Fireworks At Night
Posted: 5th November 2009 | Author: @AdrianFRST | Photography: Unknown (via modifiedcars.com)
One of the most prominent aspects of racing and other highly tuned cars is their propensity to disperse copious flames from their exhausts, along with an assortment of pops, bangs, cracks and fizzes. Such behaviour is unsociable, intrusive, legally a grey area but most of all exceptionally appealing.
Your own car need not be borderline WRC spec to produce such effects, indeed some near standard engines are quite capable of such mischievous behaviour with a little encouragement. We’ll take a look at what can be done but first let’s delve into exactly what’s going on when we see and hear automotive fireworks.
Playing with fire - safety first and engine care
Clearly messing around with any of the devices or techniques detailed in this article isn’t going to be the safest thing you can do to your car, so exercise caution, ensure nothing is in the firing line of your exhaust and have a fire extinguisher on standby.
Also, if your car is equipped with any device which momentarily causes over-fuelling, be aware that prolonged use is almost certainly going to damage your engine. Bore wash and silencer destruction are likely to be the first casualties, so use in moderation. If you car is equipped with a catalytic converter this will almost certainly be destroyed quite quickly, so a bypass pipe is recommended - remember to keep it for MOT time though.
In short - unburnt petrol finds its way into the exhaust where it explodes - producing noise and/or flames. To elaborate this can happen due to fuel puddling in the intake ports on wide open throttle, when lifting off this fuel is absorbed back into the air flow and the engine briefly runs rich. As there is not enough oxygen in the combustion chamber the hot fuel travels down the exhaust and when air is available it burns. Cars where the cam overlap is high - i.e. the intake and exhaust valves are simultaneously open will pop and bang on overrun as the inlet manifold pressure drops below that of the exhaust, causing exhaust gasses to be drawn back into the cylinder and altering the mixture.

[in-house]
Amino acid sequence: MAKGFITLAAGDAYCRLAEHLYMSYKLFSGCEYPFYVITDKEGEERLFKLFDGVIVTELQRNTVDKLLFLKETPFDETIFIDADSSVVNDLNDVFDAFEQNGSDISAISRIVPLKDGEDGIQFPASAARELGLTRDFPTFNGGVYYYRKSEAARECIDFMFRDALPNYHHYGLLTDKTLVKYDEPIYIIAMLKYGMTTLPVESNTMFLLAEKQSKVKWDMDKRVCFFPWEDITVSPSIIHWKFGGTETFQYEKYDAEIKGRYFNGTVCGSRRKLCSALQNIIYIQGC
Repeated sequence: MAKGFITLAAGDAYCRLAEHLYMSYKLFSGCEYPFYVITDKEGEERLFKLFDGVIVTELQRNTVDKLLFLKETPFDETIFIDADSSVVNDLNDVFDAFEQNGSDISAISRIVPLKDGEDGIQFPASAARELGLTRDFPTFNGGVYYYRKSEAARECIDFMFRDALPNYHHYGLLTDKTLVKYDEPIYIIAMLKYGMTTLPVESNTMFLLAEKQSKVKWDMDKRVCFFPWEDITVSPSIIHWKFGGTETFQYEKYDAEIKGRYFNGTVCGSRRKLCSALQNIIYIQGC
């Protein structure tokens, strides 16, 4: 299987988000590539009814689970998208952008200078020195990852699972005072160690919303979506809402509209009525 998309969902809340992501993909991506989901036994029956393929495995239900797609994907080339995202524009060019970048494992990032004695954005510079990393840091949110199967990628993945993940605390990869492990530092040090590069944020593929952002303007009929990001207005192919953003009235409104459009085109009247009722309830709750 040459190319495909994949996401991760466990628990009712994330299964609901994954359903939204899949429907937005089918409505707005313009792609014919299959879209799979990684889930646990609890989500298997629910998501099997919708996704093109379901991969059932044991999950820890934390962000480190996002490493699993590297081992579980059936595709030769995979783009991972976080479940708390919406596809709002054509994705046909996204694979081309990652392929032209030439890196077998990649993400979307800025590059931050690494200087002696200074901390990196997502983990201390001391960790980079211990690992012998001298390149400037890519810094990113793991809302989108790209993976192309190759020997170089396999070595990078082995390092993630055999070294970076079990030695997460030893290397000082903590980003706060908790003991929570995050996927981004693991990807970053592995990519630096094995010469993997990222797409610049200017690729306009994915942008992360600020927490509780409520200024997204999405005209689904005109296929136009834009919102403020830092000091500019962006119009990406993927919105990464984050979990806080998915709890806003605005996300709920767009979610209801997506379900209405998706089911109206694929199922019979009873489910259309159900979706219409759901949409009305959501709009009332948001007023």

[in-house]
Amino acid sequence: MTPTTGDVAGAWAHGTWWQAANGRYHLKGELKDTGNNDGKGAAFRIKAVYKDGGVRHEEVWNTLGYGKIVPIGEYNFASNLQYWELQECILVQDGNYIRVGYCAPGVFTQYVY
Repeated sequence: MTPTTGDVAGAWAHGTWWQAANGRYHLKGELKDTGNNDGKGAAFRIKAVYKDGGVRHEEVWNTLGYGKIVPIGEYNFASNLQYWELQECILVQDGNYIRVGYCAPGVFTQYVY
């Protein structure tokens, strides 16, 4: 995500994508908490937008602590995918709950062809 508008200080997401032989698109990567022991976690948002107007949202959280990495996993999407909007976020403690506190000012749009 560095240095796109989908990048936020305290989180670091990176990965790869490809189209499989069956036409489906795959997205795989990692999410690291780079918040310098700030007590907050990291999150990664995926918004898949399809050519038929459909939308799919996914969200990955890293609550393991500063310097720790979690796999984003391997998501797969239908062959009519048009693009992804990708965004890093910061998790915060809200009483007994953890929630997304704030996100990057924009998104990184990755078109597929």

Ok great - how do I get my car to do this?
As explained above the source of these pyrotechnics is unburnt fuel, and no standard Fiesta will allow this to happen so we have to apply some trickery. Sometimes this trickery is employed for performance enhancing reasons and the popbangflames are a happy side effect. In other cases the gadgets are purely to generate visual effects.
Wild cams - lumpy when idle
A cam, or cams in the case of 16v engines, with a high overlap will make the car more prone to misfiring on overrun. If a suitable profile is chosen this should yield a performance increase, at the expense of a lumpy idle.
A helping hand but useless alone - the flamer kit
One trick which is as old as the hills, having been first employed on the hot rod scene back in the fifties is to place a spark plug in the exhaust, coupled with an additional ignition coil and activation switch. This is unlikely to do anything on a standard car, but will help ignite unburnt fuel that passes through due to other tweaks. One sure fire way to produce jet engine style blue flames is to fit a switch to kill the ignition, thus dumping all the injected fuel right though the engine and into the path of the sparking plug.